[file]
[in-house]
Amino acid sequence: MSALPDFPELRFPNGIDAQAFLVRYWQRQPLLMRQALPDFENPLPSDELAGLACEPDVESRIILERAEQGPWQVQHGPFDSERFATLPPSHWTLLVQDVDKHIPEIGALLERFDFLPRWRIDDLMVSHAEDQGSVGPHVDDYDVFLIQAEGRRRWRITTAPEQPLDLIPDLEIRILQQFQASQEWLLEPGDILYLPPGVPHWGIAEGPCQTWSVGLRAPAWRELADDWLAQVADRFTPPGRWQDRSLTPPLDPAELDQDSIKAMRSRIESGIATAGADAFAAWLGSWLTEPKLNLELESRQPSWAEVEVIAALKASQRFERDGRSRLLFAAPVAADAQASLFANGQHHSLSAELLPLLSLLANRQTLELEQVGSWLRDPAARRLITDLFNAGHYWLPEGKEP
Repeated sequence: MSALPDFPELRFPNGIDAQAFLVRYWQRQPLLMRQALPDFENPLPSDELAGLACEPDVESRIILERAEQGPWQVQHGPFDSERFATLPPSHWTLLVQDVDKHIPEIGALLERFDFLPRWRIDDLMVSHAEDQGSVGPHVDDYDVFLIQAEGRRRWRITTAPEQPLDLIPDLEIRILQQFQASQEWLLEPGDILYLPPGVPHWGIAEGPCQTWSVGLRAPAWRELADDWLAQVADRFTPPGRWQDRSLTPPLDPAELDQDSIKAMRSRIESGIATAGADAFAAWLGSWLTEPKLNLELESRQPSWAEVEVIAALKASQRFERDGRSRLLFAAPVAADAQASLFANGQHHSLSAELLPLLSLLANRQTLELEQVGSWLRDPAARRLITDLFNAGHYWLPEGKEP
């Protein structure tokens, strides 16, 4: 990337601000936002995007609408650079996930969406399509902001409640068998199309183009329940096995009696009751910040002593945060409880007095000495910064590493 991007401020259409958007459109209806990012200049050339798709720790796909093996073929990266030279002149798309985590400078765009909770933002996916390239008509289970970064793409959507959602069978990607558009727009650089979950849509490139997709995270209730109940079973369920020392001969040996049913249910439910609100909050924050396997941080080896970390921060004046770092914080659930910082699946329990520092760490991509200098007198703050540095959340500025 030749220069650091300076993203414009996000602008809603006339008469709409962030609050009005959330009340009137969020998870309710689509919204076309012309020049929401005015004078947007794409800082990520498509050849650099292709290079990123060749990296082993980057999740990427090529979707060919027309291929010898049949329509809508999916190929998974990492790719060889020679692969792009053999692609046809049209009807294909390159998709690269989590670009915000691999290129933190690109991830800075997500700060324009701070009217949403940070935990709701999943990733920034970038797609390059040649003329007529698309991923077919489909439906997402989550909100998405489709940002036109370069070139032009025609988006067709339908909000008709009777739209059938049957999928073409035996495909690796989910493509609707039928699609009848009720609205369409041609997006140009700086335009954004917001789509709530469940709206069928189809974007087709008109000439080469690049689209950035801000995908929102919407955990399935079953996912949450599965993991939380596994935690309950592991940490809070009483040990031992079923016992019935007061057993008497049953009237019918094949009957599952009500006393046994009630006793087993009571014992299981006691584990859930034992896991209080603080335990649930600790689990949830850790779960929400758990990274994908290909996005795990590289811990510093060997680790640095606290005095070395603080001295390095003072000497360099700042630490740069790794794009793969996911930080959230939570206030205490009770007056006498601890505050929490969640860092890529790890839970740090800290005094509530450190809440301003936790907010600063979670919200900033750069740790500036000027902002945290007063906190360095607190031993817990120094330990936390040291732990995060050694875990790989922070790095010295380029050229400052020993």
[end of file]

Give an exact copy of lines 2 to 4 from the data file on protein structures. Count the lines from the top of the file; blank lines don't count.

Amino acid sequence: MSALPDFPELRFPNGIDAQAFLVRYWQRQPLLMRQALPDFENPLPSDELAGLACEPDVESRIILERAEQGPWQVQHGPFDSERFATLPPSHWTLLVQDVDKHIPEIGALLERFDFLPRWRIDDLMVSHAEDQGSVGPHVDDYDVFLIQAEGRRRWRITTAPEQPLDLIPDLEIRILQQFQASQEWLLEPGDILYLPPGVPHWGIAEGPCQTWSVGLRAPAWRELADDWLAQVADRFTPPGRWQDRSLTPPLDPAELDQDSIKAMRSRIESGIATAGADAFAAWLGSWLTEPKLNLELESRQPSWAEVEVIAALKASQRFERDGRSRLLFAAPVAADAQASLFANGQHHSLSAELLPLLSLLANRQTLELEQVGSWLRDPAARRLITDLFNAGHYWLPEGKEP
Repeated sequence: MSALPDFPELRFPNGIDAQAFLVRYWQRQPLLMRQALPDFENPLPSDELAGLACEPDVESRIILERAEQGPWQVQHGPFDSERFATLPPSHWTLLVQDVDKHIPEIGALLERFDFLPRWRIDDLMVSHAEDQGSVGPHVDDYDVFLIQAEGRRRWRITTAPEQPLDLIPDLEIRILQQFQASQEWLLEPGDILYLPPGVPHWGIAEGPCQTWSVGLRAPAWRELADDWLAQVADRFTPPGRWQDRSLTPPLDPAELDQDSIKAMRSRIESGIATAGADAFAAWLGSWLTEPKLNLELESRQPSWAEVEVIAALKASQRFERDGRSRLLFAAPVAADAQASLFANGQHHSLSAELLPLLSLLANRQTLELEQVGSWLRDPAARRLITDLFNAGHYWLPEGKEP
């Protein structure tokens, strides 16, 4: 990337601000936002995007609408650079996930969406399509902001409640068998199309183009329940096995009696009751910040002593945060409880007095000495910064590493 991007401020259409958007459109209806990012200049050339798709720790796909093996073929990266030279002149798309985590400078765009909770933002996916390239008509289970970064793409959507959602069978990607558009727009650089979950849509490139997709995270209730109940079973369920020392001969040996049913249910439910609100909050924050396997941080080896970390921060004046770092914080659930910082699946329990520092760490991509200098007198703050540095959340500025 030749220069650091300076993203414009996000602008809603006339008469709409962030609050009005959330009340009137969020998870309710689509919204076309012309020049929401005015004078947007794409800082990520498509050849650099292709290079990123060749990296082993980057999740990427090529979707060919027309291929010898049949329509809508999916190929998974990492790719060889020679692969792009053999692609046809049209009807294909390159998709690269989590670009915000691999290129933190690109991830800075997500700060324009701070009217949403940070935990709701999943990733920034970038797609390059040649003329007529698309991923077919489909439906997402989550909100998405489709940002036109370069070139032009025609988006067709339908909000008709009777739209059938049957999928073409035996495909690796989910493509609707039928699609009848009720609205369409041609997006140009700086335009954004917001789509709530469940709206069928189809974007087709008109000439080469690049689209950035801000995908929102919407955990399935079953996912949450599965993991939380596994935690309950592991940490809070009483040990031992079923016992019935007061057993008497049953009237019918094949009957599952009500006393046994009630006793087993009571014992299981006691584990859930034992896991209080603080335990649930600790689990949830850790779960929400758990990274994908290909996005795990590289811990510093060997680790640095606290005095070395603080001295390095003072000497360099700042630490740069790794794009793969996911930080959230939570206030205490009770007056006498601890505050929490969640860092890529790890839970740090800290005094509530450190809440301003936790907010600063979670919200900033750069740790500036000027902002945290007063906190360095607190031993817990120094330990936390040291732990995060050694875990790989922070790095010295380029050229400052020993």